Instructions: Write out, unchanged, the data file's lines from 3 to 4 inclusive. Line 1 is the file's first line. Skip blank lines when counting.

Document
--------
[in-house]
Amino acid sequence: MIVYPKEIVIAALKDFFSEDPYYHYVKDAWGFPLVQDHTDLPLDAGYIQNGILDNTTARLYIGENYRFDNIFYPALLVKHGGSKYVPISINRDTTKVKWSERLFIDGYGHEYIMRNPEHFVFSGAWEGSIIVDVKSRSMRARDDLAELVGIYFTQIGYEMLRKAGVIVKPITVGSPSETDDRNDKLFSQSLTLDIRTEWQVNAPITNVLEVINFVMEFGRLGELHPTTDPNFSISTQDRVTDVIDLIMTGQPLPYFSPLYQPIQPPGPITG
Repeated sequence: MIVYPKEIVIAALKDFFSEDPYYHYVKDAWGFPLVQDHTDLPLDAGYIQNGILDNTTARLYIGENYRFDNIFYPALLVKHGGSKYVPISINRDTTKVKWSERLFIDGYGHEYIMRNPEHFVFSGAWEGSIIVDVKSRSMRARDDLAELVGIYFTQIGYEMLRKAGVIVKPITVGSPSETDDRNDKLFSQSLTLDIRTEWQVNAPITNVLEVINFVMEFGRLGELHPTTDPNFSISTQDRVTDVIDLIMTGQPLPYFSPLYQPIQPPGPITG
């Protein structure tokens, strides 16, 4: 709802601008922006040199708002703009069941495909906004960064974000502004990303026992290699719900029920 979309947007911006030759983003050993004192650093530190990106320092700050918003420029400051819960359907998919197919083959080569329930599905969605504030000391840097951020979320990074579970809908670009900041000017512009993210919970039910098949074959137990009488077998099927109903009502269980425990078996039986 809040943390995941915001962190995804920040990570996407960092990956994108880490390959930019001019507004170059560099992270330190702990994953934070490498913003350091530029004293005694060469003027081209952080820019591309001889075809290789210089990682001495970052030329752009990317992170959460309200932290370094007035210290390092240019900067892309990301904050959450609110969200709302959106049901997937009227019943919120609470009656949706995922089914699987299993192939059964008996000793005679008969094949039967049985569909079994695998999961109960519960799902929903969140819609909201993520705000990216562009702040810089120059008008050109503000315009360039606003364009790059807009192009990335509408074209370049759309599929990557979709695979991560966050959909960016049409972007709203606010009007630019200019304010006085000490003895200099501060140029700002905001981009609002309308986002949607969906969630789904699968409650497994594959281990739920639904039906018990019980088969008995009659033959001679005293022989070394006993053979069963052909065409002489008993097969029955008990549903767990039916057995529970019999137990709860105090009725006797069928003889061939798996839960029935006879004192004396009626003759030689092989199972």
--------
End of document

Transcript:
Repeated sequence: MIVYPKEIVIAALKDFFSEDPYYHYVKDAWGFPLVQDHTDLPLDAGYIQNGILDNTTARLYIGENYRFDNIFYPALLVKHGGSKYVPISINRDTTKVKWSERLFIDGYGHEYIMRNPEHFVFSGAWEGSIIVDVKSRSMRARDDLAELVGIYFTQIGYEMLRKAGVIVKPITVGSPSETDDRNDKLFSQSLTLDIRTEWQVNAPITNVLEVINFVMEFGRLGELHPTTDPNFSISTQDRVTDVIDLIMTGQPLPYFSPLYQPIQPPGPITG
């Protein structure tokens, strides 16, 4: 709802601008922006040199708002703009069941495909906004960064974000502004990303026992290699719900029920 979309947007911006030759983003050993004192650093530190990106320092700050918003420029400051819960359907998919197919083959080569329930599905969605504030000391840097951020979320990074579970809908670009900041000017512009993210919970039910098949074959137990009488077998099927109903009502269980425990078996039986 809040943390995941915001962190995804920040990570996407960092990956994108880490390959930019001019507004170059560099992270330190702990994953934070490498913003350091530029004293005694060469003027081209952080820019591309001889075809290789210089990682001495970052030329752009990317992170959460309200932290370094007035210290390092240019900067892309990301904050959450609110969200709302959106049901997937009227019943919120609470009656949706995922089914699987299993192939059964008996000793005679008969094949039967049985569909079994695998999961109960519960799902929903969140819609909201993520705000990216562009702040810089120059008008050109503000315009360039606003364009790059807009192009990335509408074209370049759309599929990557979709695979991560966050959909960016049409972007709203606010009007630019200019304010006085000490003895200099501060140029700002905001981009609002309308986002949607969906969630789904699968409650497994594959281990739920639904039906018990019980088969008995009659033959001679005293022989070394006993053979069963052909065409002489008993097969029955008990549903767990039916057995529970019999137990709860105090009725006797069928003889061939798996839960029935006879004192004396009626003759030689092989199972």